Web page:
"I believe I’m going to win, and I believe I’m going to finish." - Ross Pearson
In professional sports, there is no blueprint for becoming successful – no guidebook to help you work your way to the top of the proverbial mountain. Everyone’s journey is different, and for many, it ends long before reaching the summit.
Some athletes enter their respective arena more prepared for the challenges that await them than others, poised to fulfill their potential and live up to the expectations laid at their feet when they first stepped onto the grand stage.
There are many others that come up short, missing the mark for any number of reasons. Whether they’re engulfed by the fame and glamour of life as a professional athlete, or the potential many envision never materializes, they become tales of what could have been, scattered across the landscape between the big leagues and the “still clinging to a dream” circuit.
For most, however, being an athlete is no different than any other job.
Day in and day out, you punch the clock. Impressing the boss is important, as is making a name for yourself in the industry. Even though you walk in the door for the first time thinking you have all the answers and there is nothing more for you to learn, you quickly realize that is far from true, and start on the task of learning new skills, picking up tips and tricks from the more seasoned individuals around you.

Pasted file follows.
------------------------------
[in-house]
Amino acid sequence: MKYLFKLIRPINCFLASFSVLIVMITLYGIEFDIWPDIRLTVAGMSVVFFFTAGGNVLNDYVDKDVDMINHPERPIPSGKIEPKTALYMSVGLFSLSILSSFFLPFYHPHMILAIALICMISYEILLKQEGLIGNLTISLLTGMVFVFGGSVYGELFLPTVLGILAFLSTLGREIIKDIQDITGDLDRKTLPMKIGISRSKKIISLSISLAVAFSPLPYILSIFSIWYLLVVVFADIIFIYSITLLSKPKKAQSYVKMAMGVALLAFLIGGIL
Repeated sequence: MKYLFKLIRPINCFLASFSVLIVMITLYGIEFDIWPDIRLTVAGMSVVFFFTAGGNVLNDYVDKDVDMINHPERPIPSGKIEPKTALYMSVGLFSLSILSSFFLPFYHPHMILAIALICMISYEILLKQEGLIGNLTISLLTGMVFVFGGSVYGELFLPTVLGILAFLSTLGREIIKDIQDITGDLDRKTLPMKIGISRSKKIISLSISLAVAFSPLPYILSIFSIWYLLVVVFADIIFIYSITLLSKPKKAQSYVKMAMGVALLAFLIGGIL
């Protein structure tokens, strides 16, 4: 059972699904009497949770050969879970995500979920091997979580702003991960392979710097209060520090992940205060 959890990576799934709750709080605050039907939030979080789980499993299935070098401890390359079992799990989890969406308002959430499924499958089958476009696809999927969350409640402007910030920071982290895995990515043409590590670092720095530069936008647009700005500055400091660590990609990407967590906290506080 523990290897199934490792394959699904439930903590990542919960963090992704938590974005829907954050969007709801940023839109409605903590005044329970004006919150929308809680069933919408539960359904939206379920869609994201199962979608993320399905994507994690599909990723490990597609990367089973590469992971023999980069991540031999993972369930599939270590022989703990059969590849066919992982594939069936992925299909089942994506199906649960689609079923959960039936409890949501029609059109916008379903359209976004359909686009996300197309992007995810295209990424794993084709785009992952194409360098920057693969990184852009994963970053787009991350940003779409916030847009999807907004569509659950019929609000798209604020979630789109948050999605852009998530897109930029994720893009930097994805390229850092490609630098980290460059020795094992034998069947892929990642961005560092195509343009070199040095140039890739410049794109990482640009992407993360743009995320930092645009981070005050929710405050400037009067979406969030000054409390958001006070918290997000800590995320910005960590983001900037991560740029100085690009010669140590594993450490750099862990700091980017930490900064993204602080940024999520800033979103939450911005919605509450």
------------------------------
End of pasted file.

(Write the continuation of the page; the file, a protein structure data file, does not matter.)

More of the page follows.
Over time, you find your place – carving out a place for yourself, and if you’re fortunate and so inclined, climb the corporate ladder.
Fighting is no different.
The UFC has seen its share of prodigies – including the one true “Prodigy,” BJ Penn – and it has seen its fair share of wasted potential too.
But in between immediate success and unmitigated disaster is where a large number of fighters find themselves – literally and figuratively – and that includes Ross Pearson.
Compact and strong like the bricks he used to work with as a mason in his native Sunderland, Pearson rose to prominence on season nine of The Ultimate Fighter, the long-running reality competition’s inaugural foray into the “country vs. country” format that has since spawned “The Smashes,” where Pearson came full circle as a coach of the British side, and the upcoming “TUF Nations.”
As part of Michael Bisping’s Team UK, the lightweight bulldog would work his way to the finals, where he defeated teammate Andre Winner to join the fraternity of Ultimate Fighter winners.
Two more victories followed, and Pearson seemed poised to make a run up the lightweight ladder. But then came two losses in his next three fights, a shift to the featherweight division, and a return to the 155-pound ranks after a knockout loss to Cub Swanson.
“I was 23 when I first went to The Ultimate Fighter,” begins Pearson, reflecting on a career that continues this weekend with a showdown opposite Melvin Guillard at the Phones 4u Arena in Manchester, England. “I was just really young, real immature, but I was super-hungry, and I was always super-keen.